IL-17 mRNA and protein in bronchoalveolar lavage

IL-17 mRNA in BAL was increased in patients with AR (p = 0.024) compared with the control patients. There was also an obvious trend towards a higher IL-17 protein level (p = 0.059, table 3) in the AR group.

IL-17 (mRNA and protein) levels correlated with the grade of AR (r = 0.53, p = 0.0056, n = 26 and r = 0.49, p = 0.011, n = 26, respectively; fig 2). No correlation was found between IL-17 mRNA and the number of lymphocytes in BALF (r = 0.13, p = 0.48, n = 26). IL-17 protein, on the other hand, correlated with lymphocytes in BAL (r = 0.49, p = 0.011, n = 26; fig 3). After IL-17 mRNA levels were corrected for (multiplied with) the number of lymphocytes, which are considered as the main source of IL-17 production, the current authors could demonstrate a significant correlation between the protein levels of IL-17 and the corrected mRNA levels of IL-17 (r = 0.71, p = 0.0001, n = 26; fig 4).

Fig. 2—

Interleukin (IL)-17 mRNA and protein levels measured in bronchoalveolar lavage (BAL) ∼28 days after lung transplantation using qPCR and ELISA. The mRNA levels are expressed as a ratio of IL-17 over β-actin and the protein levels are expressed pg·mL−1. Correlation between a) IL-17 mRNA and the grade of acute rejection (AR; r = 0.53, p = 0.0056, n = 26) and b) IL-17 protein and the grade of AR (r = 0.42, p = 0.0032, n = 26).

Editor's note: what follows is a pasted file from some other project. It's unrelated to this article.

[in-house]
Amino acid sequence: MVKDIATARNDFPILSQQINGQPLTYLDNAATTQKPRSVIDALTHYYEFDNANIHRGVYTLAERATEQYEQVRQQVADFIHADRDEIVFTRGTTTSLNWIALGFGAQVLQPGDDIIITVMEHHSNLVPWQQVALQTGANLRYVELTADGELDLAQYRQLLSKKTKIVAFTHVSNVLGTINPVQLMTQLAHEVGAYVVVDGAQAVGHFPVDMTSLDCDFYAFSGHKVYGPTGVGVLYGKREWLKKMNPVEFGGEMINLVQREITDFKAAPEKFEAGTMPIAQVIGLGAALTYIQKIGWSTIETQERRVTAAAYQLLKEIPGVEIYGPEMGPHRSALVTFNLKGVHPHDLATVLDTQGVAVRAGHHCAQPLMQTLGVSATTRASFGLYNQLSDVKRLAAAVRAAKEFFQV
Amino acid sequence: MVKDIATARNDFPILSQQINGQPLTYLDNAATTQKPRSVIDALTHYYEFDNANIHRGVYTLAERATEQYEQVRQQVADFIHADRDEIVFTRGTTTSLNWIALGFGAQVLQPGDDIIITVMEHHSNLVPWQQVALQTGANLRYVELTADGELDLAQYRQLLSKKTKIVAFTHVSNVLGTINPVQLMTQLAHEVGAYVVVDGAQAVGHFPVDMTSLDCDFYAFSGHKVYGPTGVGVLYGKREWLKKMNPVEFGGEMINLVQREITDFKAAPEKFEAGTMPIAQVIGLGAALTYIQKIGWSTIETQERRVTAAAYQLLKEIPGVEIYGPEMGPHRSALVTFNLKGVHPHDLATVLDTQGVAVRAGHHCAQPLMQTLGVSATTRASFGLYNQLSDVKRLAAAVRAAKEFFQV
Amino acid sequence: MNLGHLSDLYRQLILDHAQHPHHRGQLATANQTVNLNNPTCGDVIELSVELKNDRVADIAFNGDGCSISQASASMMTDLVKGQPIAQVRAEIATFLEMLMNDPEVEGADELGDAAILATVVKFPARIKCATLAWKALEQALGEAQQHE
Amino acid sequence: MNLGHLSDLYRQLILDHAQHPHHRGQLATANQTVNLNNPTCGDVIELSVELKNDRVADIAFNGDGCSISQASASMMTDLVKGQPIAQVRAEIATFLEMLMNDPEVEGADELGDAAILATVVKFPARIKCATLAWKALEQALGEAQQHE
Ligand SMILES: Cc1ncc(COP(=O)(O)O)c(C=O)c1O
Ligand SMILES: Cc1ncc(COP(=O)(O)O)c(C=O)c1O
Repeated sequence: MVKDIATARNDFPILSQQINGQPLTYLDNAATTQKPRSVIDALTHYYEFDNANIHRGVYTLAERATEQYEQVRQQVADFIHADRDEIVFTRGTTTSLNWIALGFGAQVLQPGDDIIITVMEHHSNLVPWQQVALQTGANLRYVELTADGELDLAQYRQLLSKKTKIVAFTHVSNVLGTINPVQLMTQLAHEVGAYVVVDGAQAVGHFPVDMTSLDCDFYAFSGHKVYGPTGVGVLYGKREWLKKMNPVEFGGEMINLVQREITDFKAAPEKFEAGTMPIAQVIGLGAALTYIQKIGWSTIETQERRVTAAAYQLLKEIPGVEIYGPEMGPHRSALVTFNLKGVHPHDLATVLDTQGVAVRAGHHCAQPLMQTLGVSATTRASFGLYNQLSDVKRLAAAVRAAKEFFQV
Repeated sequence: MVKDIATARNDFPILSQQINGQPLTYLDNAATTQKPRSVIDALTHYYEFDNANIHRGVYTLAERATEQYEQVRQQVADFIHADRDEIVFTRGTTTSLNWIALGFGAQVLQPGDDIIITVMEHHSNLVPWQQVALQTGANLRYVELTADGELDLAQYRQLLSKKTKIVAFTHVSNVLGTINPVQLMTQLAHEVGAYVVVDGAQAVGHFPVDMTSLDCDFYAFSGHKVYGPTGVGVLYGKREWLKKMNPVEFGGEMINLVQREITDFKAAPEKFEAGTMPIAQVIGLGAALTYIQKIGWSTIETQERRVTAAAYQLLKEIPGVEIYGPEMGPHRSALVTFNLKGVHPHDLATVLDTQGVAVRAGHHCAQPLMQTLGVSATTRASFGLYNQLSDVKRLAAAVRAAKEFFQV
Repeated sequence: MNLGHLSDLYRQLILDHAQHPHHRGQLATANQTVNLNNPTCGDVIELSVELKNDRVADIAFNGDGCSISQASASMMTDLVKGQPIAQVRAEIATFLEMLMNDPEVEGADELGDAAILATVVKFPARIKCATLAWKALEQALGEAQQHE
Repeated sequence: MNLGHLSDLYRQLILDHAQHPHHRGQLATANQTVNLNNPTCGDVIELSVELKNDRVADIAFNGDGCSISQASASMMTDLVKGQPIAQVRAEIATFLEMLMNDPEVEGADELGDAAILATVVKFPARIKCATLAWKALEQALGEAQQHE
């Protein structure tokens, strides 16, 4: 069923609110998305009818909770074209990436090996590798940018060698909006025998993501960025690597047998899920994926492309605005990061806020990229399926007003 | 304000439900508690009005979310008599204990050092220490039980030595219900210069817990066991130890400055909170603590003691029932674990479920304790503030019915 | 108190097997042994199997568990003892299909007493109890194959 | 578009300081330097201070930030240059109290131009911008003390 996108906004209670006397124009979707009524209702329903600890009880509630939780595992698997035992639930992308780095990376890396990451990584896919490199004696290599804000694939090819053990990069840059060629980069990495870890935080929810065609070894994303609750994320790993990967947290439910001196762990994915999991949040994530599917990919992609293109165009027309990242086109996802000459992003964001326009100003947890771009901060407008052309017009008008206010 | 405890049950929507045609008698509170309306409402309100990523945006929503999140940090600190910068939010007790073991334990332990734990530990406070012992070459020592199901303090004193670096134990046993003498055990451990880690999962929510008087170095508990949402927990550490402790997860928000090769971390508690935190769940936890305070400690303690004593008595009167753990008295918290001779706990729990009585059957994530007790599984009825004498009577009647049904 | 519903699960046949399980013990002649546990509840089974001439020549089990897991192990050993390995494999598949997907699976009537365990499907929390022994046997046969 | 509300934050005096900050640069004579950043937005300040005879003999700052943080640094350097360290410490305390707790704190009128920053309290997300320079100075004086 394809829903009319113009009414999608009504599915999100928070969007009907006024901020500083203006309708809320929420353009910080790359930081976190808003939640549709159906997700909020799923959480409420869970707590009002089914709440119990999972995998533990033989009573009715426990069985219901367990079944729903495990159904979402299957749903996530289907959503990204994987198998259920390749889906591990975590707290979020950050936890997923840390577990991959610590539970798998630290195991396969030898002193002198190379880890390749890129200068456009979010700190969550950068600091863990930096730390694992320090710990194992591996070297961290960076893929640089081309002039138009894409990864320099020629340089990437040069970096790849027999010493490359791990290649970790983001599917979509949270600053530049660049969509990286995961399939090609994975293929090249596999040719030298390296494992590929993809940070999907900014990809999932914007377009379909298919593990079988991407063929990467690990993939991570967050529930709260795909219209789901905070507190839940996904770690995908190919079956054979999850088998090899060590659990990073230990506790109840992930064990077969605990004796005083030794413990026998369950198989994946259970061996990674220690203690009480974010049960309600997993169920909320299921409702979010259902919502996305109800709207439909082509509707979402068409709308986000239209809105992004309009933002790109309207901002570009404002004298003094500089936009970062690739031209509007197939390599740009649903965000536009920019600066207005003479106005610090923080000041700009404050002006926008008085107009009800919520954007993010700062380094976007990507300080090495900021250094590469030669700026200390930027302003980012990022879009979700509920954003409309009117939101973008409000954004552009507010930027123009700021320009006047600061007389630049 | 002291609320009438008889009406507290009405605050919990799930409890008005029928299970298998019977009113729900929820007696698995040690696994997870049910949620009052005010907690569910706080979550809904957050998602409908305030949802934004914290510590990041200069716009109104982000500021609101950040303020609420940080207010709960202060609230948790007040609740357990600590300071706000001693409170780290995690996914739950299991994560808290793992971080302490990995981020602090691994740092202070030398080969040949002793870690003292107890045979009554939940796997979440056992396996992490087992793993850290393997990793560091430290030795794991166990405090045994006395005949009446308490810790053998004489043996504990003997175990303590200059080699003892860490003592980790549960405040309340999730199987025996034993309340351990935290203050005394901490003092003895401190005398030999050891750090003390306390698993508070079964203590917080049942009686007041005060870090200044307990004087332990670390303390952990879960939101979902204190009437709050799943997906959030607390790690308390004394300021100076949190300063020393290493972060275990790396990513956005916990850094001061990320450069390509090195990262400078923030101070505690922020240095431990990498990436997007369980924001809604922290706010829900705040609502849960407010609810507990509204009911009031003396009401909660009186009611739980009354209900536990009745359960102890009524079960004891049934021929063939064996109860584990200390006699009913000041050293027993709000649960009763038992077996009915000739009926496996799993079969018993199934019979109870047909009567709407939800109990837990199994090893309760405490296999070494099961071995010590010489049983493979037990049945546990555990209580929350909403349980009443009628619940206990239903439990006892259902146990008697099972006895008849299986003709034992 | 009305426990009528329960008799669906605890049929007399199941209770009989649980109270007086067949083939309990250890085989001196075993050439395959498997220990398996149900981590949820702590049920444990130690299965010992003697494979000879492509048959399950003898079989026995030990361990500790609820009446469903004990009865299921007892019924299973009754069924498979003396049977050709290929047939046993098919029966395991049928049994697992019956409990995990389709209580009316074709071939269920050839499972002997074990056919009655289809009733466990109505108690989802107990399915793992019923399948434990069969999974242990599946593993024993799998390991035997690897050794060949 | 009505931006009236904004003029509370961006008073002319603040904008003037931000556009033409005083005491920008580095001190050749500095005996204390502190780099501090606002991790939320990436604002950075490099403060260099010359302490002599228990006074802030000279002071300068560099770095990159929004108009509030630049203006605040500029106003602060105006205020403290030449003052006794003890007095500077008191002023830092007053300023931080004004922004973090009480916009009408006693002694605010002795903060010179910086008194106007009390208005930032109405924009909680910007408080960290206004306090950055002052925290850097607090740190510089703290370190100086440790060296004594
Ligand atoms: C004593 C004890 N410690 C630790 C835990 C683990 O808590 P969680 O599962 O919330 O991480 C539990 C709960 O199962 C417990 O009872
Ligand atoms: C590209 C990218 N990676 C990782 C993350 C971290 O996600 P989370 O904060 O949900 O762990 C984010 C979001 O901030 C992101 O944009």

Fig. 3—

Interleukin (IL)-17 mRNA and protein levels measured in bronchoalveolar lavage (BAL) ∼28 days after lung transplantation. The mRNA levels are expressed as a ratio of IL-17 over β-actin and the protein levels are expressed in pg·mL−1. Correlation between a) IL-17 mRNA and lymphocytes (r = 0.13, p = 0.54, n = 26) and b) IL-17 protein and lymphocytes (r = 0.49, p = 0.011, n = 26).

Fig. 4—

mRNA and protein levels measured in bronchoalveolar lavage (BAL) ∼28 days after lung transplantation. The mRNA levels are expressed as a ratio of interleukin (IL)-17 over β-actin and the protein levels are expressed in pg·mL−1. The mRNA levels for IL-17 are corrected for total lymphocytes. Correlation between mRNA (corrected) and protein (r = 0.71, p<0.0001, n = 26).

IL-17 (mRNA and protein) in patients with AR at day 90 was significantly lower than IL-17 levels at day 28 (p = 0.032 and p = 0.032, respectively). There was no difference in the IL-17 levels at day 90 between the patients of the AR and control group (p = 0.67, table 2).

IL-8 mRNA and protein in bronchoalveolar lavage

The mRNA (ratio of cytokine mRNA level over β-actin mRNA) and protein levels of IL-8 in BAL are shown in table 3. IL-8 mRNA was not different between the AR and the control group (day 28 and day 90, p = 0.89 and 0.67, respectively). IL-8 protein (pg·mL−1) levels did not differ between AR and control groups at day 28 (p = 0.31) and at day 90 (p = 0.28, table 3). IL-8 protein levels decreased in both groups at day 90, although this decrease was not statistically significant (table 3).

Correlation analysis with the number of neutrophils in BAL showed no correlation for IL-8 mRNA (r = 0.25, p = 0.22, n = 26; fig. 5). IL-8 protein was found to correlate with the number of neutrophils in BAL (r = 0.64, p = 0.0004, n = 26; fig. 5). IL-8 (both mRNA and protein) in BAL did not correlate with the grade of AR (r = 0.015, p = 0.94, n = 26 and r = 0.13, p = 0.51, n = 26, respectively).

Fig. 5—

Interleukin (IL)-8 mRNA and protein levels measured in bronchoalveolar lavage (BAL) ∼28 days after lung transplantation. The mRNA levels are expressed as a ratio of IL-8 over β-actin and the protein levels are expressed in pg·mL−1. Correlation between a) IL-8 mRNA and neutrophils (r = 0.25, p = 0.22, n = 26) and b) IL-8 protein and neutrophils (r = 0.64, p = 0.0004, n = 26).